Ipswich Transport Museum
Preserving the transport heritage of Ipswich since 1965, and now supported by the Friends of the Ipswich Transport Museum. The Ipswich Transport Museum is a Registered Charity No. 276626 and an Accredited Museum, number RD890.
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Eastern Counties Roadcar Company

Apart from the bus service to Shotley started by the Great Eastern Railway in mid 1904, the Ipswich and surrounding area had no motor bus services until after the first World War. In 1919 the appropriately named business brothers, Walter and Thomas Wolsey visited the town with a view to starting bus services, having previously been involved in similar ventures in London, Brighton and Folkestone. They persuaded Thomas Tilling Ltd. to send four buses up from Brighton to inaugurate services in June 1919.

After some experimental operations it was decided to form a company, Eastern Counties Road Car Company Limited (E.C.R.C.). This was registered on 30th August 1919 and on 1st September took over both the vehicles and services operated by the Wolsey brothers, from offices in Dogs Head Street, Ipswich, close by the existing Old Cattle Market Bus Station. The company was promoted in association with the British Automobile Traction Company rather than Thomas Tilling although the latter company supplied many vehicles up to 1922. BAT and Tilling were very much intertwined and had many common interests, including cross shareholdings.

About 16 Tilling Stevens TS3 petrol electric buses were put into operation, mostly open topped double deckers, but including a few charabancs. Being of petrol electric propulsion they were relatively simple to drive.

In 1920 a separate centre of operations was established in Wisbeach, but this was to last only until 1922.

Back in Ipswich a network of routes was rapidly established, leading to the setting up of another base at Bury St. Edmunds. 24 more vehicles joined the original 16 in 1920 providing a sizeable fleet of 40 vehicles, all being transferred from the London or Brighton parts of Tilling. By comparison Ipswich Corporation Tramways only had 36 tramcars and did not need all of those to maintain peak services.

In 1922 the first new vehicles were delivered to the company in the shape of more Tilling-Stevens TS3A petrol electrics, but this time with bodies built locally by Ransomes, Sims and Jefferies and locally registered as DX 3442/3.

In April 1922 the service to Shotley was taken over from the Great Eastern Railway, although the vehicles, three Thornycroft J with Hora single deck bodies, were transferred away to Thames Valley Traction.

Of course, the E.C.R.C. did not have everything its own way, and many small competitors established themselves, some taking over the role of the village carrier's cart by providing a "Market Days" only service into Ipswich. Amongst these were Beestons and Partridges, both of Hadleigh; names which are still connected with bus operation today.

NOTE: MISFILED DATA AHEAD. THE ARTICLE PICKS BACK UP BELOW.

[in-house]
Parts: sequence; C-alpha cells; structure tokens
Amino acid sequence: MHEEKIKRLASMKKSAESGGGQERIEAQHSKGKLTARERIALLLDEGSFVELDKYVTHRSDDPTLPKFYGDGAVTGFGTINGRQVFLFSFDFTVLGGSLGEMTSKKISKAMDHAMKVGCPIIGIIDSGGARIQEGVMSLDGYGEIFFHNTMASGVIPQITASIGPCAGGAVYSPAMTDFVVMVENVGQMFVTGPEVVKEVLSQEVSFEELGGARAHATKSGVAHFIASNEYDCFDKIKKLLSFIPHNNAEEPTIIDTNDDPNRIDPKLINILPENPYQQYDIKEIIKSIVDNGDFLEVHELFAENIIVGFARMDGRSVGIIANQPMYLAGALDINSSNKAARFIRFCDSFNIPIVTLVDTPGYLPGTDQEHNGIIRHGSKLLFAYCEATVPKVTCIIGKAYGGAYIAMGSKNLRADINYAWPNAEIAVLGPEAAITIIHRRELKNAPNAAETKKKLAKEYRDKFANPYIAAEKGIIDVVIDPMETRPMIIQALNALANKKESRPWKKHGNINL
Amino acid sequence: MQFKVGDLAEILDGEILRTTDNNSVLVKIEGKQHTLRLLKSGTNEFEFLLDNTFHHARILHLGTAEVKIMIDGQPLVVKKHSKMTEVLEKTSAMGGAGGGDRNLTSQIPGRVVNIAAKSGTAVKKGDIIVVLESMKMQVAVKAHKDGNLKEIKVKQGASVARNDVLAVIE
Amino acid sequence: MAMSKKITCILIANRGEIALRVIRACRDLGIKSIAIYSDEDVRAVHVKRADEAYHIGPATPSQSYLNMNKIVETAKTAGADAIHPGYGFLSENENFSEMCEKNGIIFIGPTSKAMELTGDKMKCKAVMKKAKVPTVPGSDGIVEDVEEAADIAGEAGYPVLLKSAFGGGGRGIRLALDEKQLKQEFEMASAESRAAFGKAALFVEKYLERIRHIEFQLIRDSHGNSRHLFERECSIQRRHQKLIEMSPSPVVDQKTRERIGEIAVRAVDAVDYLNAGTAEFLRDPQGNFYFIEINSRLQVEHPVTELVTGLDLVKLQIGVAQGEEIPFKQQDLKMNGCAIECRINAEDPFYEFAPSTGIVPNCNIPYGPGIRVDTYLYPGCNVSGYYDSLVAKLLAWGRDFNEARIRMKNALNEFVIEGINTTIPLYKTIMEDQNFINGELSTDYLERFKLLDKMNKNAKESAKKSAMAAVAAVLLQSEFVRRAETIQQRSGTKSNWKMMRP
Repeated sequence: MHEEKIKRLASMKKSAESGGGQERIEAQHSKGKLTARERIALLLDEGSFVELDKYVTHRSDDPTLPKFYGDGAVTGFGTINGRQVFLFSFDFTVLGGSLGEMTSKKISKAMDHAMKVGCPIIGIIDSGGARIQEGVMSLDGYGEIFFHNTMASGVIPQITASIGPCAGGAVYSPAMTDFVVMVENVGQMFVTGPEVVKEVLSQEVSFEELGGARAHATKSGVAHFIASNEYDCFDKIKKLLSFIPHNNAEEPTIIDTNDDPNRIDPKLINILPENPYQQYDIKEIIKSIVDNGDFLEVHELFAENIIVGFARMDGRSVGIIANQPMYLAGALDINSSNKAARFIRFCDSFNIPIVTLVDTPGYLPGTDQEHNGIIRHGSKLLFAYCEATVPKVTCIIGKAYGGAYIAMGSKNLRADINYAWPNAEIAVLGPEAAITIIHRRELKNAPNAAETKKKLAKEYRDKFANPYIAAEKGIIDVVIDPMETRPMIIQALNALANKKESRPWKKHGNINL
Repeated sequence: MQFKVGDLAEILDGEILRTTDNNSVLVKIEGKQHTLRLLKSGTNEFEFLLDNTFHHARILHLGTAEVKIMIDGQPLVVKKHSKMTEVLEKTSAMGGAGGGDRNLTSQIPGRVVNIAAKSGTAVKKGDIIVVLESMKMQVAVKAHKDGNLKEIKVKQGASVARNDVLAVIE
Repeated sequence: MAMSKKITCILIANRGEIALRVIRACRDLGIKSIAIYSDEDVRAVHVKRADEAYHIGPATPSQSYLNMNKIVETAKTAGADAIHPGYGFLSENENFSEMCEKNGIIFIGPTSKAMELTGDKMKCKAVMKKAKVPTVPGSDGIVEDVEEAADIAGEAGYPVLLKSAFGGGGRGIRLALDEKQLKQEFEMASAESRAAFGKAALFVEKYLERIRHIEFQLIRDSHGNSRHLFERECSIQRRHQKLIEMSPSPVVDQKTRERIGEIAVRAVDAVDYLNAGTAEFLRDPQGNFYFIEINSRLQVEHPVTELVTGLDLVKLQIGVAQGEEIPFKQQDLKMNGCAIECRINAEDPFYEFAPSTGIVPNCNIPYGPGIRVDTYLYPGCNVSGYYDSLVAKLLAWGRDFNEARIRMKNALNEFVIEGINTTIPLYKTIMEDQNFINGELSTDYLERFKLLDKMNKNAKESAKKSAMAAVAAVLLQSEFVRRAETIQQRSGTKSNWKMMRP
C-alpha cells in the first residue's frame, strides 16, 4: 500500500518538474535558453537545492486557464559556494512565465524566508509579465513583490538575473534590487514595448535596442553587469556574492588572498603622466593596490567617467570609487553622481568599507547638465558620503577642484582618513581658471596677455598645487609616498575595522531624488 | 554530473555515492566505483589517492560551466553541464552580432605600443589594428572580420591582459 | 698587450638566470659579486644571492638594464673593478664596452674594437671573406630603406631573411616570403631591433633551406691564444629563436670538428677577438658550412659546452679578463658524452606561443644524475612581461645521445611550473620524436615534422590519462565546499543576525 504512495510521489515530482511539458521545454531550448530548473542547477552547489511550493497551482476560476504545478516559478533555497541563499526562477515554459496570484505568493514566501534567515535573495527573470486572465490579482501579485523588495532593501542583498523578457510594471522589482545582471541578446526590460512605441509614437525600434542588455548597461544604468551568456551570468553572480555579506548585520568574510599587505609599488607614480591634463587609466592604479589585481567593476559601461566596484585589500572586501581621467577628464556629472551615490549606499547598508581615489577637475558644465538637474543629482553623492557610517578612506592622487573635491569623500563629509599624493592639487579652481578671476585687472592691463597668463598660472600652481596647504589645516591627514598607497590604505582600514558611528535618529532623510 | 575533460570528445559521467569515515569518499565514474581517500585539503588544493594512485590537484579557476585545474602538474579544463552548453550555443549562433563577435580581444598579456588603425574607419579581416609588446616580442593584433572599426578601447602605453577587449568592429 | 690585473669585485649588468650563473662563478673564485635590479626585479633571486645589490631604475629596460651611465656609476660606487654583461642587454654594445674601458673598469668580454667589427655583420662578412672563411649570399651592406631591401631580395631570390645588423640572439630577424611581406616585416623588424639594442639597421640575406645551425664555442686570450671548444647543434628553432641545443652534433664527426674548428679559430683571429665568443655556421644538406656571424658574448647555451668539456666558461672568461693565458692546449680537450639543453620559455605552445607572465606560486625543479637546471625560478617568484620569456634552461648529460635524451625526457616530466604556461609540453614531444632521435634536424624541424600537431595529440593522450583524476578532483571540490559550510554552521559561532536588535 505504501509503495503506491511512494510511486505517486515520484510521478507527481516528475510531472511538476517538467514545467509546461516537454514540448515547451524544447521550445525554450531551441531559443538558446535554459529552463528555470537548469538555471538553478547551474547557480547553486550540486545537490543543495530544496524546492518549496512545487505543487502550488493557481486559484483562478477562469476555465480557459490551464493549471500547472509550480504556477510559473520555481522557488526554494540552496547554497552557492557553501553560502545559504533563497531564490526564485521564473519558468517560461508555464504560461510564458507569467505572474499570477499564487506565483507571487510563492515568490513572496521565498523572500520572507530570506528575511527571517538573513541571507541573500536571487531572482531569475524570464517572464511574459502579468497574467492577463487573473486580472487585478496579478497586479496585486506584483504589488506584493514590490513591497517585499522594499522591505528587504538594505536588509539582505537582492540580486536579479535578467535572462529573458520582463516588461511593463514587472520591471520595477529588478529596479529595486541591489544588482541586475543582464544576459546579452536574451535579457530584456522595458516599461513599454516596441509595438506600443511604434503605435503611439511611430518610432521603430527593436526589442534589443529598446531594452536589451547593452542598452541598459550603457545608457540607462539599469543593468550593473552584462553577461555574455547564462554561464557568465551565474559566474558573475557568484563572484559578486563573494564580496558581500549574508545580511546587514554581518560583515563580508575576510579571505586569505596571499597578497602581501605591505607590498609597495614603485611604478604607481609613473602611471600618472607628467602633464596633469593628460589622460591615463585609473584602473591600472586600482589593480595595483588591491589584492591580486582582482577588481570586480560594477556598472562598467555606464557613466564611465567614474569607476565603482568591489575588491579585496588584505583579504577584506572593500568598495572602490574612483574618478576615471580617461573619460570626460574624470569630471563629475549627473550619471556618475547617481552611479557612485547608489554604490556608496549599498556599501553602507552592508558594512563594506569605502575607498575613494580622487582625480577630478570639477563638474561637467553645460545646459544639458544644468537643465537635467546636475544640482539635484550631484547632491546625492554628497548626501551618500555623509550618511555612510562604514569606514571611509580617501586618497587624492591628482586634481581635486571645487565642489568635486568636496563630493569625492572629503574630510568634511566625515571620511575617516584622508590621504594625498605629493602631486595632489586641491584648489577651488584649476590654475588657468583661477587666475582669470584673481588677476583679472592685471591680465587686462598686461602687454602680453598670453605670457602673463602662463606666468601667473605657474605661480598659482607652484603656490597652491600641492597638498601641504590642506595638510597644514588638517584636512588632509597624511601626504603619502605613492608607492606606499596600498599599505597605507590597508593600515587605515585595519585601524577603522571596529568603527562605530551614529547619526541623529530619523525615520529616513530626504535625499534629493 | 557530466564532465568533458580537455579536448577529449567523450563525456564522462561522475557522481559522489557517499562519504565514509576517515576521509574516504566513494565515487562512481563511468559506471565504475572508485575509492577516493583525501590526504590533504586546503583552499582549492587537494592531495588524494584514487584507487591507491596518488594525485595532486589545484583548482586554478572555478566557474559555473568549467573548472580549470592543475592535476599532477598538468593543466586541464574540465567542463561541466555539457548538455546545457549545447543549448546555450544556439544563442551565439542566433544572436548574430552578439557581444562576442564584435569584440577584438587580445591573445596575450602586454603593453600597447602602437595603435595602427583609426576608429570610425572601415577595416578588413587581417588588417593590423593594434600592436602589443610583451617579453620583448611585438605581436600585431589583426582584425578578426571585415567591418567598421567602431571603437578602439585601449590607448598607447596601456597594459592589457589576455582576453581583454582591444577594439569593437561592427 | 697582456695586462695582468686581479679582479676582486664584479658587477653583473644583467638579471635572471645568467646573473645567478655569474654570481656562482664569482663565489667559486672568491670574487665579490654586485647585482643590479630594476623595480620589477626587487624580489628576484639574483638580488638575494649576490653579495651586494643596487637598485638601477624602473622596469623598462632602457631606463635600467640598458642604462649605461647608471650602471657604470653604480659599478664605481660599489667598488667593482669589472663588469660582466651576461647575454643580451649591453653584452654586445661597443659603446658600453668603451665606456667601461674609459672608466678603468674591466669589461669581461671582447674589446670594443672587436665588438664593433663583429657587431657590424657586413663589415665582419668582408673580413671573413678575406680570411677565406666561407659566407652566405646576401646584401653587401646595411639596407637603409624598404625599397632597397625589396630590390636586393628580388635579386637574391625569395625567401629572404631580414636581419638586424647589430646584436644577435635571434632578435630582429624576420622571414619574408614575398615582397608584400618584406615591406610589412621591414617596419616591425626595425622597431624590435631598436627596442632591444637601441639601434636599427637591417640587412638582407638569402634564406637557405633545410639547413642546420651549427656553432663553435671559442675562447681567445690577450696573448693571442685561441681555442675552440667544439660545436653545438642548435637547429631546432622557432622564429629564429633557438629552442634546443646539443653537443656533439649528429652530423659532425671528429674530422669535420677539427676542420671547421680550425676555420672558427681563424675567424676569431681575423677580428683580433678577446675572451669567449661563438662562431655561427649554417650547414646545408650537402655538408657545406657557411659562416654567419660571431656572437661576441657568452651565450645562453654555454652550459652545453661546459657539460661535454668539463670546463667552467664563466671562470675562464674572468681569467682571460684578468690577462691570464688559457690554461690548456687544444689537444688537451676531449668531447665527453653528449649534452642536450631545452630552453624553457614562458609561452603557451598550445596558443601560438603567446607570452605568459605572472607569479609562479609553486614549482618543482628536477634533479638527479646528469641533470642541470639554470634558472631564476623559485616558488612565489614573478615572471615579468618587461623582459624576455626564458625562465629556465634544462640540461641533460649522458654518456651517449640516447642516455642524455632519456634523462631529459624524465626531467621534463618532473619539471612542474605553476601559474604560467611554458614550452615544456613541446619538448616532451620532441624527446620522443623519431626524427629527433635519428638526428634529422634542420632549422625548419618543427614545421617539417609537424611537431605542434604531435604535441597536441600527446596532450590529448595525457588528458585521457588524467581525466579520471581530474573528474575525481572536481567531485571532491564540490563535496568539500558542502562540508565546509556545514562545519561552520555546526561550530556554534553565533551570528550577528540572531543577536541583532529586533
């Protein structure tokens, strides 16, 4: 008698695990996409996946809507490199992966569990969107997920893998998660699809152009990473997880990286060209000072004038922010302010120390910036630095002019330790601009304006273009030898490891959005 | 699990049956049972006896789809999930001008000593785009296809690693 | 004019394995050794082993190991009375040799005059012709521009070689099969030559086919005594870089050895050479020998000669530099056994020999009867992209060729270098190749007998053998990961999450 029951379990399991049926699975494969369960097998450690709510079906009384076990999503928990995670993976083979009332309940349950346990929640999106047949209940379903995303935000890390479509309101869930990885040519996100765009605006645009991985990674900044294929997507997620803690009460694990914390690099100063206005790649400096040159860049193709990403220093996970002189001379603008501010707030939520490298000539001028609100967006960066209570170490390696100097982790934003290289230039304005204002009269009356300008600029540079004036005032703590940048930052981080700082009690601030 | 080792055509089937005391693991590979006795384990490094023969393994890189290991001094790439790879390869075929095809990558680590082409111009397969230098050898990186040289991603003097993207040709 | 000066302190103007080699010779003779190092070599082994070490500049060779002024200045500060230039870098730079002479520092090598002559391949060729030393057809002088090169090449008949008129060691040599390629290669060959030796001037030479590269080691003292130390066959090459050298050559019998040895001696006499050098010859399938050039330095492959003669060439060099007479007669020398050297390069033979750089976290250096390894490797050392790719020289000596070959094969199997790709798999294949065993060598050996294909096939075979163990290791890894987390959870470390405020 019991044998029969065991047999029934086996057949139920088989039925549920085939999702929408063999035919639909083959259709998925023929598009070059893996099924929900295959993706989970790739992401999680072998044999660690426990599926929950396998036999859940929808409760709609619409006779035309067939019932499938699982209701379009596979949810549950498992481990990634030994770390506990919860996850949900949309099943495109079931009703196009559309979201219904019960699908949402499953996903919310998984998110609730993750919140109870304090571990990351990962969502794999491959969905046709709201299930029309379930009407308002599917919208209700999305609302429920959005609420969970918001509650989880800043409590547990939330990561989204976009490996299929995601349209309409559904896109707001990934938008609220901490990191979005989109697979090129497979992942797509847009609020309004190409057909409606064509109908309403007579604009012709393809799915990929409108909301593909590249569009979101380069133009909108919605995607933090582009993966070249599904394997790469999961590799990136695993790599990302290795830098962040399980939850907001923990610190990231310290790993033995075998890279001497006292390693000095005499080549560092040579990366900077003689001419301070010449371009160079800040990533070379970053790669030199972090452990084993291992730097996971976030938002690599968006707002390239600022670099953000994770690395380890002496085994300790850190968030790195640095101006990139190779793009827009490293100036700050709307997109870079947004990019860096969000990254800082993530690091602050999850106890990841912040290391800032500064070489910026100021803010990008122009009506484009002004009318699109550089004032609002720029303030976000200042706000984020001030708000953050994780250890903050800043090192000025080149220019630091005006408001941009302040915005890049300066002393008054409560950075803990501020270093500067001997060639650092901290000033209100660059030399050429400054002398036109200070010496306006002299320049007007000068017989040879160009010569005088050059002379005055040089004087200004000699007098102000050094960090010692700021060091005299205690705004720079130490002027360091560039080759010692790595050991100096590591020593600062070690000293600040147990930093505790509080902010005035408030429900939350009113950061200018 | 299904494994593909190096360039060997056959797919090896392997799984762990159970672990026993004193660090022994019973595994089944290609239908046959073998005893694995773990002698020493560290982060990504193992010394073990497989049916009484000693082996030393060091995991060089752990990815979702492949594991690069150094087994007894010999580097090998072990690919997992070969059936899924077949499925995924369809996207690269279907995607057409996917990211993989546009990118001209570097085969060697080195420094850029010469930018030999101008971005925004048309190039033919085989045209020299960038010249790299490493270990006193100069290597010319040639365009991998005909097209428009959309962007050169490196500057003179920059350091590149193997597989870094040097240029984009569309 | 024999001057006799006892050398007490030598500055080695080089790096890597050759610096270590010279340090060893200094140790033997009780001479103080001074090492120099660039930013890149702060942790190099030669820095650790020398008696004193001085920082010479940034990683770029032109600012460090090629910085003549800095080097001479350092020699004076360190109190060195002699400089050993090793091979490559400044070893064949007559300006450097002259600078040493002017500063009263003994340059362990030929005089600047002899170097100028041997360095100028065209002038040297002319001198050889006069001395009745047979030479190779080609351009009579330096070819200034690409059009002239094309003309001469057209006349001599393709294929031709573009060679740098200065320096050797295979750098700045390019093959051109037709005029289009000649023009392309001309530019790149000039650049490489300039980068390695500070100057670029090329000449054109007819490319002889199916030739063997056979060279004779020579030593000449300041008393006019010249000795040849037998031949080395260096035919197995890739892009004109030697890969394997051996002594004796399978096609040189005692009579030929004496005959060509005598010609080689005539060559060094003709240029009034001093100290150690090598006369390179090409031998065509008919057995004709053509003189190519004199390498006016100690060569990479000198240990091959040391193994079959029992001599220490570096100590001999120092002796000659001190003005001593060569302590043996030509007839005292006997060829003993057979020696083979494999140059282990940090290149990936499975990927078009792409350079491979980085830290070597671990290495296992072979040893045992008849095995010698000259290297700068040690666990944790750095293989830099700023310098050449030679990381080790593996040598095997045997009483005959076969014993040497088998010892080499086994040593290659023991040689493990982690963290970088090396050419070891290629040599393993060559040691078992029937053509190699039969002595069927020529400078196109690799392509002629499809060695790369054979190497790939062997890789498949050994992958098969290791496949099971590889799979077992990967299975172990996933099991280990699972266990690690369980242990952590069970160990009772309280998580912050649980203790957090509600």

During 1924 a great debate raged in Ipswich. Ipswich Corporation had experimented with trolleybuses as a possible replacement for the ageing tramway system. The E.C.R.C. was obviously well placed to offer an alternative to a trolleybus system. The debate went on in the local press and in the council chamber. The E.C.R.C. issued a leaflet; cartoons appeared in the press and tempers became inflamed all round. The depression of the post war years was being felt locally and this also added fuel to the debate as both Ransomes and Garratts could build trolleybuses. The conclusion came at a Council meeting on 10th December 1924 with a decision to convert the entire tramway system to trolleybuses.

E.C.R.C. must have been disappointed, but quickly moved on to consolidate its position in the County. By the end of 1926 it had a fleet of around 70 vehicles and a large network of services.

Apart from the take-over of the Ipswich to Shotley service from the Great Eastern Railway in 1922, a series of take-overs began in 1925 with that of R. A. Moore of Aldeburgh. Others followed, including C. Quantrill of Chelmondiston, A. Quantrill of Kesgrave, and Felixstowe Motor Services, all in 1928; W. V. Edmonds of Shotley and the Swiftsure Bus Company of Ipswich, both in 1929; D. Kerridge of Needham Market and T. H. Butler of Ipswich, both in 1930. These brought a motley collection of vehicles into the company, but some were almost immediately sold off.

The railway companies, in this case the London and North Eastern Railway, were investing heavily in local bus companies and had acquired a half interest in E.C.R.C. in 1929. This was followed by the 1930 Transport Act which effectively regulated the bus and coach industry. The stage was thus set for some large scale rationalisation. Locally this meant the amalgamation of E.C.R.C. with three other companies; the Ortona Motor Company of Cambridge, the Peterborough Electric Traction Company of Peterborough and the East Anglian part of United Automobile Services, which took effect as from 1st October 1931. By this time the E.C.R.C. fleet had grown to 131 vehicles, mainly of Tilling Stevens manufacture and many with locally built bodywork by Ransomes, Sims and Jefferies.

The new company took a similar title to the E.C.R.C., becoming the Eastern Counties Omnibus Company, but with headquarters at Norwich. The new company quickly established different practices and vehicle policy and the E.C.R.C. slipped quietly away. The most immediate effect was the renumbering of all routes by the addition of 200 to the former E.C.R.C. numbers. This rendered the enamelled route signs obsolete overnight.